Archaeologists Discover Wreck Of HMS Prince Which Sank Off Ukraine Coast During Crimean War

BALACLAVA, Ukraine -- Archaeologists say they have discovered the wreck of HMS Prince, a British naval vessel which sank near the port of Balaclava during the Crimean War.

Wreck: The HMS Prince sank in a storm near the port of Balaclava during the Crimean War in 1854, killing 144 of its crew.

Some 144 men on board the ship were killed after it sank during a storm in November 1854 and thousands of badly needed winter uniforms were also lost.

Although underwater expeditions have previously found parts of the ship, this is the first positive identification of the vessel.

Sergei Voronov, of the Ukrainian Academy of Sciences, said divers had discovered a plate fragment from the captain's mess last summer.

After months of meticulous cleaning, the fragment revealed the name of the company which owned HMS Prince before it was hired by the Royal Navy - the General Screw Steam Shipping Company.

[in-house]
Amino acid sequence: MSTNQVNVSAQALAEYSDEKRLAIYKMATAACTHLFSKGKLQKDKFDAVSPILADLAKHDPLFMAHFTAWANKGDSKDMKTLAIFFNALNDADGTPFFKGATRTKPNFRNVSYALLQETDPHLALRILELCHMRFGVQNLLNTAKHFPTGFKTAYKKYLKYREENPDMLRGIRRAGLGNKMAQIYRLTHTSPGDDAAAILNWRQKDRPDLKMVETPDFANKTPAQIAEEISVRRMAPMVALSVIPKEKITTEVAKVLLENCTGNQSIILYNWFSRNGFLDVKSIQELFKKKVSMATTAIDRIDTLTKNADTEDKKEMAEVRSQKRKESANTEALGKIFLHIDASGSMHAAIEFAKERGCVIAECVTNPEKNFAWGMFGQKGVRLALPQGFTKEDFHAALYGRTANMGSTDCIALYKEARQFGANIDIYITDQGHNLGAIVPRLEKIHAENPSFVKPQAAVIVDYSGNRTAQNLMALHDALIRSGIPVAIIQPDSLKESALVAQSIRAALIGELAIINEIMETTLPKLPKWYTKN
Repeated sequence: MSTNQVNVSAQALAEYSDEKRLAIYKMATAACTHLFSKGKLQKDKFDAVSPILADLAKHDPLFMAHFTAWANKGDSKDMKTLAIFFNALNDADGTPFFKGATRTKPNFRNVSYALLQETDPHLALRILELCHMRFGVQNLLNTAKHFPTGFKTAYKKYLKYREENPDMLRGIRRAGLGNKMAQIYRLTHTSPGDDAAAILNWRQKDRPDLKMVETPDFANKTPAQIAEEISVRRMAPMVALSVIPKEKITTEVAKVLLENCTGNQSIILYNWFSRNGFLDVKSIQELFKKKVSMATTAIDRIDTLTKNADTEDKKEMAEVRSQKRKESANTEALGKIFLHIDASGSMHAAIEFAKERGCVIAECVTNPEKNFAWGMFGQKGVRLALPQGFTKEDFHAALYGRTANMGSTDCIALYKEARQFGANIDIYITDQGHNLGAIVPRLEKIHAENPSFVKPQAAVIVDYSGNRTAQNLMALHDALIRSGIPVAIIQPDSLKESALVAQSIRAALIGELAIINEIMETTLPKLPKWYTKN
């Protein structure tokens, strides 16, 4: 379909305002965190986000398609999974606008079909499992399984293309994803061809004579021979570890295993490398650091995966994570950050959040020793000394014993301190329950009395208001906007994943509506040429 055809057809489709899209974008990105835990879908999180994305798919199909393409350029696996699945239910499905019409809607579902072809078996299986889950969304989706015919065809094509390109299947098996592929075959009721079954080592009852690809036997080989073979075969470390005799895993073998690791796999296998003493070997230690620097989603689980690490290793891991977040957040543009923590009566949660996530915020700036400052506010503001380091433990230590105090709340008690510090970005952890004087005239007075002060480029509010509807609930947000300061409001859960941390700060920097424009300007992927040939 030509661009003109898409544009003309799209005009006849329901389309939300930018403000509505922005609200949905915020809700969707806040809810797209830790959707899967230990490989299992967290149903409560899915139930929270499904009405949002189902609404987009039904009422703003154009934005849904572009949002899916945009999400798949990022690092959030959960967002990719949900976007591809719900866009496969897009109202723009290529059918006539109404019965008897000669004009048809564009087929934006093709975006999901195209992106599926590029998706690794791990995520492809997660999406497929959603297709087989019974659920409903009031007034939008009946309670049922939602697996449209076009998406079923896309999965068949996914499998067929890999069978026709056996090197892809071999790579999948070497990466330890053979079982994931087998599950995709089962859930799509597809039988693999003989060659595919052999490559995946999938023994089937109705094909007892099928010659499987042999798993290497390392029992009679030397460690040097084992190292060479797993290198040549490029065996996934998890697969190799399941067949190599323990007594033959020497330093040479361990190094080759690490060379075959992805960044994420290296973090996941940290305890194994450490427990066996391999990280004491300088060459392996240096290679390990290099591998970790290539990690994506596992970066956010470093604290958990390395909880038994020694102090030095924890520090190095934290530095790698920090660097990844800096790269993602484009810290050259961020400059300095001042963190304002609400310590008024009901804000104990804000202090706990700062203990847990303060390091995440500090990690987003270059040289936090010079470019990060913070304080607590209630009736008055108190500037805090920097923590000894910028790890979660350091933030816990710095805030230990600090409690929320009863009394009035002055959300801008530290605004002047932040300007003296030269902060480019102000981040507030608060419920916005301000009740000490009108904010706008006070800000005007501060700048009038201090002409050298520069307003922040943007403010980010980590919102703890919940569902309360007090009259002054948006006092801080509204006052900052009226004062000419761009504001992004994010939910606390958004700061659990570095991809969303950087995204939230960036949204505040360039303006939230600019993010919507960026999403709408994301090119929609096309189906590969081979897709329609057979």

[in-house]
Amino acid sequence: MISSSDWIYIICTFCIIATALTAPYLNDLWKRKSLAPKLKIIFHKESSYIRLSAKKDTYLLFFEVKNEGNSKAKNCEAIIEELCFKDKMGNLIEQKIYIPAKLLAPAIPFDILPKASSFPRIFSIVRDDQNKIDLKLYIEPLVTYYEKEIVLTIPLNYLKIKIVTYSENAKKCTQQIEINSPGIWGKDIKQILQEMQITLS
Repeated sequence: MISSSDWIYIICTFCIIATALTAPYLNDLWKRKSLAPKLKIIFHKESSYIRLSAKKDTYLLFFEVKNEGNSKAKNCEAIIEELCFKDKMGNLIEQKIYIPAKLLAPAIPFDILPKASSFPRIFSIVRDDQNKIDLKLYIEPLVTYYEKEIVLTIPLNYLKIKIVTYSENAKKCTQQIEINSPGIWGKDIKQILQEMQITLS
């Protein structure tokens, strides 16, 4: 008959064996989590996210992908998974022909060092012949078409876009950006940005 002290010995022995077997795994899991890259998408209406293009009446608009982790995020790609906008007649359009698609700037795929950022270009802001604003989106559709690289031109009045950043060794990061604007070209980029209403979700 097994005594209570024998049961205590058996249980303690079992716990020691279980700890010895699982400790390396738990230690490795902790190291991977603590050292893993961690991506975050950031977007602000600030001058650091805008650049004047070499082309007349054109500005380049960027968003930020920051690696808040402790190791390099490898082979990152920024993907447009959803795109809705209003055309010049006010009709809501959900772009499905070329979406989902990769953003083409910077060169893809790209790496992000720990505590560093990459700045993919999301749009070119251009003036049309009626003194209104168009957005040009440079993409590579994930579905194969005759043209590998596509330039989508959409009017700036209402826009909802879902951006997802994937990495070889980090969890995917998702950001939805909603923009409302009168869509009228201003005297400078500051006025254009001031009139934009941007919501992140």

Mr Voronov and his colleagues are hoping to attract international support to explore another ship which also sank during the Crimean War.

HMS Prince was lost during a hurricane force winter storm during the historic siege of Sevastopol, which was then part of the Russian Empire. Only six of her crew survived.

The 2,700 ton ship was at deep water anchor outside the port when high waves tore it from its anchor and it was dashed on to rocks.

The sinking caused outrage in Britain with soldiers suffering from the extreme cold and widespread disease in what is now the Ukraine.

The Crimean War, which lasted from October 1853 to February 1856, saw the Russian Empire against an alliance of the British, French, the Ottoman Empire and the Kingdom of Sardinia.

It was during the war, at the Battle of Balaclava, that the ill-fated Charge of the Light Brigade took place where 272 British soldiers died.

The Crimean War was the first to include the tactical use of railways and telegraphs. A total of 374,600 people died during the conflict, many of them from disease.

It also led to the establishment of the Victoria Cross in 1856, the British Army's first universal award for valour.

Source: Daily Mail